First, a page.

In action against radical Muslims, French government seeks limits of law

History teacher Samuel Paty, who was murdered by an extremist Muslim on Friday near Paris, is honored in several ways in France. Tonight, there‘s a quiet trip from the school where he taught. Tomorrow evening, he will receive a national tribute at Sorbonne University in Paris. And he gets posthumously the Légion d’Honneur, the highest French award there is.

In the investigation of Paty‘s decapitation, 16 people have been arrested. At the same time, the French Government is decisively showing itself with a series of far-reaching measures against suspicious Islamic organisations, although it is still unclear whether this can be done legally. Many people wonder if the government could not have taken action sooner.

Le Pen

If the government had listened to us, Samuel Paty might still be alive, says Sébastien Chenu, spokesman for the right-populist Rassemblement National.

The chairman of that party, Marine Le Pen, is demanding that foreigners known to the intelligence services be expelled from the country. Radicalised French citizens would have to go to prison, although legally this is not always possible.

Yet President Macron feels the pressure of Le Pen. The next presidential election will be in a year and a half, in April 2022.

Wind from the sails

Macron knows that Marine Le Pen usually scores well with her constituents, but also with a wider audience, says correspondent Frank Renout. Macron wants Le Pen to take the wind out of the sails by now simply taking a lot of measures quickly and showing that he is performing.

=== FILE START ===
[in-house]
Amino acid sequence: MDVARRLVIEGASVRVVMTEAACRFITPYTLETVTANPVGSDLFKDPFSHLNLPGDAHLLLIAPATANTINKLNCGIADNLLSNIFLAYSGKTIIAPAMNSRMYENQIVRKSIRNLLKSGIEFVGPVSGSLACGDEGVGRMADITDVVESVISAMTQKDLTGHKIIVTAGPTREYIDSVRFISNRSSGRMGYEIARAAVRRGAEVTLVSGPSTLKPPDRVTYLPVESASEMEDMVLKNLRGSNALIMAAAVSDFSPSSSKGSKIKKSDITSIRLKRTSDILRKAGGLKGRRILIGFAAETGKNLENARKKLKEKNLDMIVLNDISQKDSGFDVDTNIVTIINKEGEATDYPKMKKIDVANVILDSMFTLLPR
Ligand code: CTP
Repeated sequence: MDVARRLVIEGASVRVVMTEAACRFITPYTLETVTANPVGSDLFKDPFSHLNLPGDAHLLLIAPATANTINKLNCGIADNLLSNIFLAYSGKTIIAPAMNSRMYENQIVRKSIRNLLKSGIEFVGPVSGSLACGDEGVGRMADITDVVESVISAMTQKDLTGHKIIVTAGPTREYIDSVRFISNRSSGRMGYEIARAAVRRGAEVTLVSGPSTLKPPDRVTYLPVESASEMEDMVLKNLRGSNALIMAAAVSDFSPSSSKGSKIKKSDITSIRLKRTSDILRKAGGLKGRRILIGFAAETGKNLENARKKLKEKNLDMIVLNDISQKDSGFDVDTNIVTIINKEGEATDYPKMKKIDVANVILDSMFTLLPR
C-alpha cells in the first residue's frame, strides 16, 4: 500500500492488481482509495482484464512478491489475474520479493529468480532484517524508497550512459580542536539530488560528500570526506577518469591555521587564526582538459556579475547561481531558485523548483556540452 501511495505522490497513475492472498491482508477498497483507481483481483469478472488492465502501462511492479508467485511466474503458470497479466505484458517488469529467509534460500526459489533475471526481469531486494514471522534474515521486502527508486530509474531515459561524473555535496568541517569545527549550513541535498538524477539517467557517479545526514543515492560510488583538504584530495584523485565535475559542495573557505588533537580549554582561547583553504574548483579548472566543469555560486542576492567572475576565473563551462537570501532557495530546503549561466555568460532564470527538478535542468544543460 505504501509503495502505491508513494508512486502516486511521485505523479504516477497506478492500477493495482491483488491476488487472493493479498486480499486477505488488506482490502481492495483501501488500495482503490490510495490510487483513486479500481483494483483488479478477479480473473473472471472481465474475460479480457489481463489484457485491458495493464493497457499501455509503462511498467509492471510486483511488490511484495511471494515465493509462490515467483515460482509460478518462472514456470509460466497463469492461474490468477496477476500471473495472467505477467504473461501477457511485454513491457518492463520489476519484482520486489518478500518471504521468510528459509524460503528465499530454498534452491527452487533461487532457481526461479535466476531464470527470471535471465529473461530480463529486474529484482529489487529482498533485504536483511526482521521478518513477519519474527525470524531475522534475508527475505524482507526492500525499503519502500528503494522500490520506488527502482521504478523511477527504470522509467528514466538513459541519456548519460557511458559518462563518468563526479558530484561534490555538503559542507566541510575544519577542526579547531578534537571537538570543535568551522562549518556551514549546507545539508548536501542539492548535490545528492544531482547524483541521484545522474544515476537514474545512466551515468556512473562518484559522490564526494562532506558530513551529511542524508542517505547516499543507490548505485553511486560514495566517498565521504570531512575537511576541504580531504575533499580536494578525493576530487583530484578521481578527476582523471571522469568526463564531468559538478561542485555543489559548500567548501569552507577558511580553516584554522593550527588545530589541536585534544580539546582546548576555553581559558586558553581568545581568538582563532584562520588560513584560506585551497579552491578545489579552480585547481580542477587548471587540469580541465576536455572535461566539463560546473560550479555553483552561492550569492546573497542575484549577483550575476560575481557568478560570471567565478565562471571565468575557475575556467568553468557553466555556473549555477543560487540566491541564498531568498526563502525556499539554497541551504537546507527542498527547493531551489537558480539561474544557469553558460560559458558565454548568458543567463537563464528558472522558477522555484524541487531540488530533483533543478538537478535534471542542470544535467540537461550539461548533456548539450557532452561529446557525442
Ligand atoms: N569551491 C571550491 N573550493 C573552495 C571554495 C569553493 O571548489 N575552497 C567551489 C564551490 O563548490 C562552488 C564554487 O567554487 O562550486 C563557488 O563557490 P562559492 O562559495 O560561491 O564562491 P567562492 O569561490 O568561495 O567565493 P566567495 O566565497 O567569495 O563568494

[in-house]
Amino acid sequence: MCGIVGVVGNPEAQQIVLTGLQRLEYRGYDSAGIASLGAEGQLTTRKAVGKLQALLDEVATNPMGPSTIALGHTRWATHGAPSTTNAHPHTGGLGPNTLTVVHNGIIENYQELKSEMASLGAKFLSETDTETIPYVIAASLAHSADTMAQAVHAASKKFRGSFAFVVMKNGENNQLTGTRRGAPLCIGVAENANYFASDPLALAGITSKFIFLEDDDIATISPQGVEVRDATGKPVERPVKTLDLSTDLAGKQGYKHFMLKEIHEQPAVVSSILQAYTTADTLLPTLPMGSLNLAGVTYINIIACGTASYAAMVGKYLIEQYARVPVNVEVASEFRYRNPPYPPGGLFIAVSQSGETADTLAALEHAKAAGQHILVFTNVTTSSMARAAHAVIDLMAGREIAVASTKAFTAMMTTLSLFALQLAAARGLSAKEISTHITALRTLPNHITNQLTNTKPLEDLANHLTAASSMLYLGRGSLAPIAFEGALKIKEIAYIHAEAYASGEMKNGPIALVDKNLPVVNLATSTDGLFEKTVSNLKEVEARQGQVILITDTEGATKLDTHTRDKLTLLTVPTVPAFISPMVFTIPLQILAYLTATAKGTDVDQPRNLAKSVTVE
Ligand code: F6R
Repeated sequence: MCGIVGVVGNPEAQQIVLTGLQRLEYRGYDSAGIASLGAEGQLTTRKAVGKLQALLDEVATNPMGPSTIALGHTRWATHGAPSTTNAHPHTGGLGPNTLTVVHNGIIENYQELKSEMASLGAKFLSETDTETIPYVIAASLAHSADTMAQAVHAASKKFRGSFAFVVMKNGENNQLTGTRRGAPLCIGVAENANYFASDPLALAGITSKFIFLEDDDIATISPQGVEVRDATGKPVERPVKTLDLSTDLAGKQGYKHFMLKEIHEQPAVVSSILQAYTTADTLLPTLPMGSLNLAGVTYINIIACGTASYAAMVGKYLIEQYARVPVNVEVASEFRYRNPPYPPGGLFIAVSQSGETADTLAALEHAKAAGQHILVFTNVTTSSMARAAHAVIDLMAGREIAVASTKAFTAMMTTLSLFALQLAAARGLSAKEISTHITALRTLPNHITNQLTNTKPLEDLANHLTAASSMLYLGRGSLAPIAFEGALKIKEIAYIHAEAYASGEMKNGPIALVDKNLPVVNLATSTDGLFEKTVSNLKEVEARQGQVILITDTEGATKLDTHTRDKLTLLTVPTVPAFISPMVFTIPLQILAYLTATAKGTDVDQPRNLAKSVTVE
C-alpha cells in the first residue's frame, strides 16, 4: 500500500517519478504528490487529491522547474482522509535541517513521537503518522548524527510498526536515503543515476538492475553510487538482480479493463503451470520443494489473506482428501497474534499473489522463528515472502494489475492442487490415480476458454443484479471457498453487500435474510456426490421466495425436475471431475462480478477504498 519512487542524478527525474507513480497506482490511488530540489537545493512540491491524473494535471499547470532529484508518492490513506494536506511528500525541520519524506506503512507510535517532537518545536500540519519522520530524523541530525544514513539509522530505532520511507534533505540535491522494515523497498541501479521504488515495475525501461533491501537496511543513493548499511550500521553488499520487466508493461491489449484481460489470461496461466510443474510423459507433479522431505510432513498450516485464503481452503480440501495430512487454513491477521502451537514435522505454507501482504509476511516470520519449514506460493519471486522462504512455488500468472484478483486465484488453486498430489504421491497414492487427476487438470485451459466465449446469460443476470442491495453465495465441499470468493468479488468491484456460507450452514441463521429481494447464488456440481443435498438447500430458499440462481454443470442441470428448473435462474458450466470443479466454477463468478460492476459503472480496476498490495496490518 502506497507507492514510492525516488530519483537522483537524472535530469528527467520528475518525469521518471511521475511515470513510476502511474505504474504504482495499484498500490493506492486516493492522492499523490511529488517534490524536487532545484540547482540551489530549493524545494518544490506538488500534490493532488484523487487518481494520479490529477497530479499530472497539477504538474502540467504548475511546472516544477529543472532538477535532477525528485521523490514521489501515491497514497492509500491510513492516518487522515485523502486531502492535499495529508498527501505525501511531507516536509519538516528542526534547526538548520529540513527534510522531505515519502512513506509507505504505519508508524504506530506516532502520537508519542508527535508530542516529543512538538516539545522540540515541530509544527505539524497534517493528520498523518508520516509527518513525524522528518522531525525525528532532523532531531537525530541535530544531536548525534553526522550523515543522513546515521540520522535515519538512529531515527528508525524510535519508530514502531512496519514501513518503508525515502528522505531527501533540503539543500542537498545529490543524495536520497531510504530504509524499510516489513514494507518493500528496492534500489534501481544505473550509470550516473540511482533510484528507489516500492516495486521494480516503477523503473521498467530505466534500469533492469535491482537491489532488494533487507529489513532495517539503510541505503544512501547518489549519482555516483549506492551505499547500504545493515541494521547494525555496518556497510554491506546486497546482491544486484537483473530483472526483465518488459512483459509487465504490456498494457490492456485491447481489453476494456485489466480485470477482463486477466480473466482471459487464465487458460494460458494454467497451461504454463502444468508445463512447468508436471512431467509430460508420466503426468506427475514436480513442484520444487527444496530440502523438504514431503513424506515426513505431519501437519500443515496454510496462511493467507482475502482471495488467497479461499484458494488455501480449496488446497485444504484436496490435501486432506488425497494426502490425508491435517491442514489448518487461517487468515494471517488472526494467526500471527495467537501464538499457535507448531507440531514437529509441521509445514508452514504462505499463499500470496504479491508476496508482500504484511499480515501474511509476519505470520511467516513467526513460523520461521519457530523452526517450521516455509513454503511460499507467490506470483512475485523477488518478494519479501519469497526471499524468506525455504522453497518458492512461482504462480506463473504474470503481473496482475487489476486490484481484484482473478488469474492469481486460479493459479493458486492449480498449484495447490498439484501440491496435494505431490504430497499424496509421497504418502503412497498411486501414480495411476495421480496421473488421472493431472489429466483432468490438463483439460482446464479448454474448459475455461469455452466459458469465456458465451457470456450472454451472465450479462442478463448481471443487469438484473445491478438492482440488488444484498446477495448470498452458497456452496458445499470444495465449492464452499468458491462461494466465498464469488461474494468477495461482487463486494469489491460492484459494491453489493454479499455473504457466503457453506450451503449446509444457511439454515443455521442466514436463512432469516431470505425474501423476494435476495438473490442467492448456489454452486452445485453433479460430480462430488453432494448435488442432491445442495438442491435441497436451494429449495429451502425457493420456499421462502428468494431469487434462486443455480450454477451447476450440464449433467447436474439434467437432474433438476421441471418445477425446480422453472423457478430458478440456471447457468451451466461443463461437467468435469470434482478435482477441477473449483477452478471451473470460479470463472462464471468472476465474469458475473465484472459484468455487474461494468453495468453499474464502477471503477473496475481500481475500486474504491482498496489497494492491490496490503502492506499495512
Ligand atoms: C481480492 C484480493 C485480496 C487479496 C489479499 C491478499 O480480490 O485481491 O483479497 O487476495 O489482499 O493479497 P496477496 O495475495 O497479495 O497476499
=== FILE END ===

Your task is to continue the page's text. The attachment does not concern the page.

And those measures are already in place. For example, today a mosque was closed that posted a video on Facebook, in which teacher Samuel Paty was blackened. Also yesterday, the police did 40 searches of civilians and associations. In the next few days, the Minister of the Interior Gérald Darmanin wants to continue with this. Every day, the police have to ‘visit‘ about twenty places.

Social Media

There’s also investigating about 80 statements of support that Samuel Paty‘s killer got on social media. They come according to the security services of potential terrorists, who do not tolerate criticism of Islam.

The government also has about 50 associations and groups on the grain, which would promote separatism. That is, they consider Islam more important than French law. But such measures are difficult to make in court, experts say. Freedom of association and freedom of the press are too firmly enshrined in French law.


The Home Secretary says he wants to evict a few hundred radicalized Muslims. But that too is difficult. Most of them come from North Africa and Russia – this is mainly Chechens. Also the suspect in Paty’s murder was a Chechen. He came to France with his parents as a refugee when he was ten years old.

The Minister of the Interior has just been to Morocco with a list of persons he wants to expend. When it comes to Russia, the Minister must admit that they are ‘not very keen to reinstate criminals and terrorists’.